Farm Ireland
Independent.ie

Tuesday 26 March 2019

Urgent action needed to curb dog attacks on sheep warn farm leaders

Declan O'Brien

Declan O'Brien

Centralised control of the microchipping database for dogs needs to be handed over to the Department of Agriculture, farm organisations have demanded following a spate of dog attacks on sheep flocks around the country.

In one of the worst attacks for a number of years, three sheep were killed and 65 had to be put down after two dogs got access to a sheep shed outside Enniscorthy, Co Wexford.

A number of other attacks have been reported around the country.

IFA sheep chairman Sean Dennehy said urgent action was now needed from Agriculture Minister Michael Creed on dog controls.

"How many more sheep flocks have to be savaged before action is taken?" Mr Dennehy asked.

He called on Minister Creed to take control of the microchipping database for dogs and insisted that one centralised database in the Department of Agriculture was required.

In response to a recent query from the Farming Independent, the Department was unable to quantify how many dogs in the country were microchipped, despite compulsory microchipping being introduced in 2015.

The Department said the information was held by four private databases run by Animark, Fido, the Kennel Club and Microdog.ie.

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Mr Dennehy described the current microchipping system as "totally ineffective".

Lambing

"It's a joke that we don't even know how many dogs are microchipped, let alone use the database to chase down irresponsible dog owners where their dog may have savaged a sheep flock in an attack," he said.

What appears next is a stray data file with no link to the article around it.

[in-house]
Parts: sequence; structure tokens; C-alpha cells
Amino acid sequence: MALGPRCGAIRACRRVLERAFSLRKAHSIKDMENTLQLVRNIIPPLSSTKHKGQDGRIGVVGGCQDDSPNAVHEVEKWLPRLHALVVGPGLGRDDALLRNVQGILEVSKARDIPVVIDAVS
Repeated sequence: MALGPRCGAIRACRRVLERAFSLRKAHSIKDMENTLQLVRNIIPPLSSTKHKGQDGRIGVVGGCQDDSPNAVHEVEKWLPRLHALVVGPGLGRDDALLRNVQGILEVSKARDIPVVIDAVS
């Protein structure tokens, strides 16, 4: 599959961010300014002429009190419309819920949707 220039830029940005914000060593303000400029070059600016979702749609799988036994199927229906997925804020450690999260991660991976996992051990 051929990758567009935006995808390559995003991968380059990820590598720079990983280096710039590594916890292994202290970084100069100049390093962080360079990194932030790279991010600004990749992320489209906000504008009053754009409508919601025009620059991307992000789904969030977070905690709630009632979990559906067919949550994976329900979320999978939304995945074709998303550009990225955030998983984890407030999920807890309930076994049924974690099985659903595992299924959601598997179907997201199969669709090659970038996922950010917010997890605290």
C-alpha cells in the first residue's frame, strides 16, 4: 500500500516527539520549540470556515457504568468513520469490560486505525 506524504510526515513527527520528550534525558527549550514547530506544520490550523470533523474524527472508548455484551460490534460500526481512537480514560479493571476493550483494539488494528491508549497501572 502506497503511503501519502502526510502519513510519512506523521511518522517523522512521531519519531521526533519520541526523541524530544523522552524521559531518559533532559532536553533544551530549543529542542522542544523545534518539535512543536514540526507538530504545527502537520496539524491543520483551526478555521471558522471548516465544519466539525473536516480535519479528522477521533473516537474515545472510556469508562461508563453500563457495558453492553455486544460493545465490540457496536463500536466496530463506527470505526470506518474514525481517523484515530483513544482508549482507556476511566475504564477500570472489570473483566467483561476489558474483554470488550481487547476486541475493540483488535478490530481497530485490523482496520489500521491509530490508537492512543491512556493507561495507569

He said it was incredible that seven million cattle are double- tagged and all movements are kept on a central database in the Department but the ownership of dogs cannot be similarly controlled.

The INHFA called on the Department to immediately initiate a national awareness campaign around dog control, and in particular concerns around the lambing season.

The hill farmer group insisted that all issues relating to dog control had to be brought under one Government department.

"The Department of Agriculture is our preferred option," a spokesperson said.

Currently the Department of Agriculture is responsible for microchipping dogs, while the Department of Community and Rural Development is responsible for issuing dog licenses.

"Whoever takes control needs to start by establishing how many dogs are in the country and who owns them," Mr Dennehy added.

"After this we can establish what dogs are microchipped and put in place a plan to ensure full compliance, which would also involve an up-to-date database of all dogs."

Indo Farming